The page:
Craig Hope on HUFC relegation: Sadly, Pools had long since lost their way

Antony Sweeney shouts at his fellow players against Oldham Athletic. Picture by FRANK REID
Antony Sweeney shouts at his fellow players against Oldham Athletic. Picture by FRANK REID

LOSERS, whether dignified or disgraced, are still losers.

And, last night, Hartlepool United lost their League One status.

That they delayed demotion until this relatively late juncture matters not.

It is not a source of celebration.

The bloodied boxer floored cold on the canvas would be foolish to later offer – “At least I got a couple of punches in”.

A badly beaten boxer he would remain.

And so it would prove folly should any from within Pools dare to venture – “We were written off so many times, at least we made a fight of it”.

For ultimately, the doomsayers were correct – Pools were not good enough to remain in the third tier.

Yes, there has been the occasional flirtation with survival – well, February – but the bulk of the season has been abject, a dispiriting grind toward the inevitable.

For Pools have now resided in the drop zone for exactly 200 days – and that paints its own pitiable picture.

When John Hughes took charge in mid November his team were nine points from safety.

Today, that gap has been narrowed to eight.

They have, quite literally, made a point.

February was, of course, fantastic, four wins and two draws seeing Hughes rightly bestowed with a monthly accolade.

But to confine resistance to a solitary month was unacceptable – how’s about a bit of fight in September? December? Or even March?

Four, wonderful weeks apart, this season has been an unmitigated disaster, actions both on and off the park contributing to the demise.

Relegation is deserved.

So where to start in sifting through the wreckage?

It extends further but May of last year is perhaps as significant a period as any.

Pools, under the care of Neale Cooper and having hobbled towards the campaign’s closure with just two wins from their final 13 matches, were, on home soil, the division’s lowest scorers.

They desperately needed a striker, without exception one with a penchant for goals – not necessarily a prerequisite given previous acquisitions, remember Colin Nish, Armann Bjornsson and Denis Behan?

In July, after a six-week wait for his decision, the club signed Steve Howard, a move Cooper would later regret, by which point his tenure had expired.

But the problem – goals – remained.

Pools had a measly 13 of them when Hughes arrived, just one of which belonged to their “marquee” summer signing, as he had been billed.

Now that is not to deride Howard himself, for it is the scouting and decision to invest which deserve criticism.

In Hughes’ first nine hours at the helm just two more goals were added, talk of January reinforcement intensifying.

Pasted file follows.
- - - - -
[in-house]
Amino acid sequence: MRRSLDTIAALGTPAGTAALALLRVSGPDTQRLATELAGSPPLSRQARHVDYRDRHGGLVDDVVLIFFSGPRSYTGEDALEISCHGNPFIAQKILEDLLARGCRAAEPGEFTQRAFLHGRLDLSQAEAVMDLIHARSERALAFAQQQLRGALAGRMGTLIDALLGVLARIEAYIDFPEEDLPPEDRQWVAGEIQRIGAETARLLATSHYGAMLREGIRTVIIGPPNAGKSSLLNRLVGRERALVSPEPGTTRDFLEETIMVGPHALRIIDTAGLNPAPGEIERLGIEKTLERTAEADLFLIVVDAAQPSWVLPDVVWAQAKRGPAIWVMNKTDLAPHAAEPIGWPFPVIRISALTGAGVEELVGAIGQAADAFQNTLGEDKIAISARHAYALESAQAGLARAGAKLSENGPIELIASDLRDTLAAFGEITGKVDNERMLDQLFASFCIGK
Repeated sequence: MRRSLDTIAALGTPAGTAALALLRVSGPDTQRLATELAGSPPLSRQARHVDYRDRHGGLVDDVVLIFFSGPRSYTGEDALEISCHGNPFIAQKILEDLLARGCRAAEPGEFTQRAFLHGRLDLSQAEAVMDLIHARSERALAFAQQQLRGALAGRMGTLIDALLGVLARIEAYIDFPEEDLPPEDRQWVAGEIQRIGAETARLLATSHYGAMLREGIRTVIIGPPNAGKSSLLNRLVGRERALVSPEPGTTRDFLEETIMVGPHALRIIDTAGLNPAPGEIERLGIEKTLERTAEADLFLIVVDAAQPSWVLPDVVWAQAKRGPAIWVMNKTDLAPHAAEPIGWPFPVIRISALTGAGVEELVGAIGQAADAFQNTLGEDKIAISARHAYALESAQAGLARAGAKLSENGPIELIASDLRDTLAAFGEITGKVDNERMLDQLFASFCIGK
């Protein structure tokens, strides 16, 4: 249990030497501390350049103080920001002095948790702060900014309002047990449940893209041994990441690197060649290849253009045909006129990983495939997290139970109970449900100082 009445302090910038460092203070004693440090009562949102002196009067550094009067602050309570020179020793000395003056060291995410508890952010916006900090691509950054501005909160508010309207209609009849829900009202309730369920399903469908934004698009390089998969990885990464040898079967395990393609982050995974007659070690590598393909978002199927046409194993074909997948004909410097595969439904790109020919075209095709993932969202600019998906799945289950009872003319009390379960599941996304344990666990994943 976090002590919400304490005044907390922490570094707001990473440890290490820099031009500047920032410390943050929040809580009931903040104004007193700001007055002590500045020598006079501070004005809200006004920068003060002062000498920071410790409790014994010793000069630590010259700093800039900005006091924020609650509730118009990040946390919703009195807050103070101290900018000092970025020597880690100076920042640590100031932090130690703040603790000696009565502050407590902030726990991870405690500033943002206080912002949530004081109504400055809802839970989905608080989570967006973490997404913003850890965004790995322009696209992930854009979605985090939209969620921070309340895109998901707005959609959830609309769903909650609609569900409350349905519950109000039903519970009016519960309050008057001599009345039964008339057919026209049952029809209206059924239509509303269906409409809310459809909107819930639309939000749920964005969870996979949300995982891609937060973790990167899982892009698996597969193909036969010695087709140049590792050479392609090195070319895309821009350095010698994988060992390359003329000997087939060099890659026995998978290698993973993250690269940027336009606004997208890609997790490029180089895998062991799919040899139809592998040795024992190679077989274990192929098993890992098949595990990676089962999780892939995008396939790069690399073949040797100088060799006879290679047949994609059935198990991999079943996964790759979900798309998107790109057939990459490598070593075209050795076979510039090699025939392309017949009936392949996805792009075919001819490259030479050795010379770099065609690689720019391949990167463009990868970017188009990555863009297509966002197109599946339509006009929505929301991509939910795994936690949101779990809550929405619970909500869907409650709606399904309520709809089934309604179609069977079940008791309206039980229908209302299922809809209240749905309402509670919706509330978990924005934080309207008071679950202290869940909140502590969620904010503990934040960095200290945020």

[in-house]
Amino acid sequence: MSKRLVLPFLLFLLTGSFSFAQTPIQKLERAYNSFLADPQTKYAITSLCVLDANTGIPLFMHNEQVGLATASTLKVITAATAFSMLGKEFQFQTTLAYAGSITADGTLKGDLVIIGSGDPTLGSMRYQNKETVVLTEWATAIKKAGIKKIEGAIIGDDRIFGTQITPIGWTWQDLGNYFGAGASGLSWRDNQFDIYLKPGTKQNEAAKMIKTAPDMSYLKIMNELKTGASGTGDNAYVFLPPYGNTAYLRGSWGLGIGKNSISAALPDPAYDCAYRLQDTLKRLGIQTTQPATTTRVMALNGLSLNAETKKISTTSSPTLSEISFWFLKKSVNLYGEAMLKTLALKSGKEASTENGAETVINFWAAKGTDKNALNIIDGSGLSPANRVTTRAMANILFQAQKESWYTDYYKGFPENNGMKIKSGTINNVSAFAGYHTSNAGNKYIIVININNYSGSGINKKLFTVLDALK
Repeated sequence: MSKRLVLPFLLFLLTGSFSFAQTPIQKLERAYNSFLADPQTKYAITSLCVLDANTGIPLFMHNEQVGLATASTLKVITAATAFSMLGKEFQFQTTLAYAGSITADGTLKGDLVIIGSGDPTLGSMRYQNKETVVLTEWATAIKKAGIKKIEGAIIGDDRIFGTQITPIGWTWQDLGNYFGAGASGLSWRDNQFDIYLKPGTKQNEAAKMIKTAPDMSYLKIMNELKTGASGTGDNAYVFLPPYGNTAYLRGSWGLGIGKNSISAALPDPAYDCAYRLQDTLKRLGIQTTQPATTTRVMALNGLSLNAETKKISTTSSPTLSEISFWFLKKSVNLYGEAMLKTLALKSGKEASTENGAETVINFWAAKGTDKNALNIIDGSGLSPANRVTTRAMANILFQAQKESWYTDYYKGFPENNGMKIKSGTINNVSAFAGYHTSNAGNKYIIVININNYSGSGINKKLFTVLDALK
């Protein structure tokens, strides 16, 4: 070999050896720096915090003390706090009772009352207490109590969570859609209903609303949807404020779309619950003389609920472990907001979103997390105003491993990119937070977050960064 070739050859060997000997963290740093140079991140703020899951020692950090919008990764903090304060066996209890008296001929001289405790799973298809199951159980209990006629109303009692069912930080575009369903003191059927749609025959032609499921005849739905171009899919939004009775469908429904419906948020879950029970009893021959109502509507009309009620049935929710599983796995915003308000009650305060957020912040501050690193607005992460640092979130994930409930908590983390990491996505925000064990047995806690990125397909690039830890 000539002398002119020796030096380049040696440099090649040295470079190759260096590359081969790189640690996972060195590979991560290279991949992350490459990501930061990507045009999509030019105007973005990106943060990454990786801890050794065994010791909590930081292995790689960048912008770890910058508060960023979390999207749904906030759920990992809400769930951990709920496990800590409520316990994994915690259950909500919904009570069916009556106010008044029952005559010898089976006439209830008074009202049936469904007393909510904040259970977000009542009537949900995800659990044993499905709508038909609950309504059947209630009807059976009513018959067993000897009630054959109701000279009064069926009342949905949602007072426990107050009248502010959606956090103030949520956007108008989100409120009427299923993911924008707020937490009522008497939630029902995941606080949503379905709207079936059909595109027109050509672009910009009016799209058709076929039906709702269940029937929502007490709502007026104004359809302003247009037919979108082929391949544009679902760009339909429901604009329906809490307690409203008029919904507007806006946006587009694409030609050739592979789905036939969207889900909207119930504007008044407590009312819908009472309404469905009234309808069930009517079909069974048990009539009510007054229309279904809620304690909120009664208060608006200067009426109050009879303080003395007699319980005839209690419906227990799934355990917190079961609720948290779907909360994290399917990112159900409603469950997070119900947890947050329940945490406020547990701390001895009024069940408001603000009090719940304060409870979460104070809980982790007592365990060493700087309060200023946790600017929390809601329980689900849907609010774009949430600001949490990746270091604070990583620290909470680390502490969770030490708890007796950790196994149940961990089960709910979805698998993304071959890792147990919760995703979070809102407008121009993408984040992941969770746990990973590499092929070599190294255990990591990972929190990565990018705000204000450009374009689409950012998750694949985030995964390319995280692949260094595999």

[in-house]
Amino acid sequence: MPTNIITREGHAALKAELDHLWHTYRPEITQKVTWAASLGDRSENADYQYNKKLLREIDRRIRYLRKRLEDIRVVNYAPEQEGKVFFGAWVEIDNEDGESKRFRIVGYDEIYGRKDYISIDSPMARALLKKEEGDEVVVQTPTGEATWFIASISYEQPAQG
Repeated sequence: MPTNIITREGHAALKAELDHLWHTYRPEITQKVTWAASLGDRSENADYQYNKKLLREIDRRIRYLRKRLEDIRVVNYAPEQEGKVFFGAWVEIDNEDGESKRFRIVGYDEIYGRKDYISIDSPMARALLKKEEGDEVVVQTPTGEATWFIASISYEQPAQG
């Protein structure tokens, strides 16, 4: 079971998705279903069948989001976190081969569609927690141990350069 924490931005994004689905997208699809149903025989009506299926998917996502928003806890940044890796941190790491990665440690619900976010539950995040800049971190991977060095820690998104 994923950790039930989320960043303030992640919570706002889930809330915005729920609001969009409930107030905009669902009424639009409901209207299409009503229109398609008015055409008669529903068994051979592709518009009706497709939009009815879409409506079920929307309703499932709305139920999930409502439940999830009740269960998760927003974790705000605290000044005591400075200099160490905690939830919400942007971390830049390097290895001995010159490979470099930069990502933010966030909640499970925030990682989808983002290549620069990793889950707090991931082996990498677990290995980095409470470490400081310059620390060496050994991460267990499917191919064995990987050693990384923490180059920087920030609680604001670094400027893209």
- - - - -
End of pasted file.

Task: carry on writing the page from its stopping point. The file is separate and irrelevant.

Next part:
Hughes, indeed, welcomed such dialogue with reporters.

There were trialists, there were even departures in the case of Paul Murray and Nish, but the squad, in urgent need of firepower, remained alarmingly low on ammo.

Tension, we understand, grew behind the scenes.

Hughes, having talked of making a “statement” with his first signing, was frustrated, his players equally embittered that the goal-scoring burden remained with them.

And so, with their third-tier status in grave danger, it was a point of bewilderment that Pools did not even attempt to resuscitate their lifeless offence.

Then came February, January’s failures forgotten.

But the attacking shortcomings remained, lurking beneath the surface.

They were soon to loom large.

Twelve hours, 42 minutes and 28 seconds was the point at which the clock stopped on a scoreless stretch which, without doubt, had eroded any hope of survival.

Recent wins against Bury and Tranmere Rovers simply suspended their demotion.

If anything, they offered a painful reminder as to the under-employed talents of Luke James.

During just his second league start of the season at Tranmere on Saturday he became the only Pools player in recent memory to be afforded a standing ovation by the home support.

For the large part of that ruinous goal-drought he had spectated from the dugout.

But to pin reason for relegation at the belated inclusion of the teenager would be unwise, it can merely be filed under “what if?”.

No, it is those on the pitch who have to accept blame, regardless of managerial misdeeds or lack of investment.

The players, as many have admitted, have not been good enough.

If ever an opening day has produced a sense of foreboding then Pools’ humiliation at Crewe Alexandra was it.

Trounced 5-0, it was a scoreline and spineless performance which was to be replicated at Preston North End five weeks later.

Then again in Hughes’ first game in charge against Coventry City – “Welcome to Hartlepool” the banner headline in SportMail following that collapse.

Do not forget, either, that the Coventry embarrassment came just two weeks after the nadir of the entire, sorry season – a 6-1 drubbing at League Two Chesterfield in the FA Cup.

In each of those atrocious outings the personnel had been largely unaltered.

And so to Oldham Athletic last month – the match which would define the campaign.

It did that alright, Hughes later accusing his players of “letting the club down” following a 3-0 loss.

Chief executive Russ Green agreed it was the moment which accelerated Pools’ ill-fated journey towards the precipice.

They were as good as relegated that night, only good fortune prolonging their stay.

For from the outset back in August this group have been destined for the drop.

They began the season as losers and that is how they have ended it.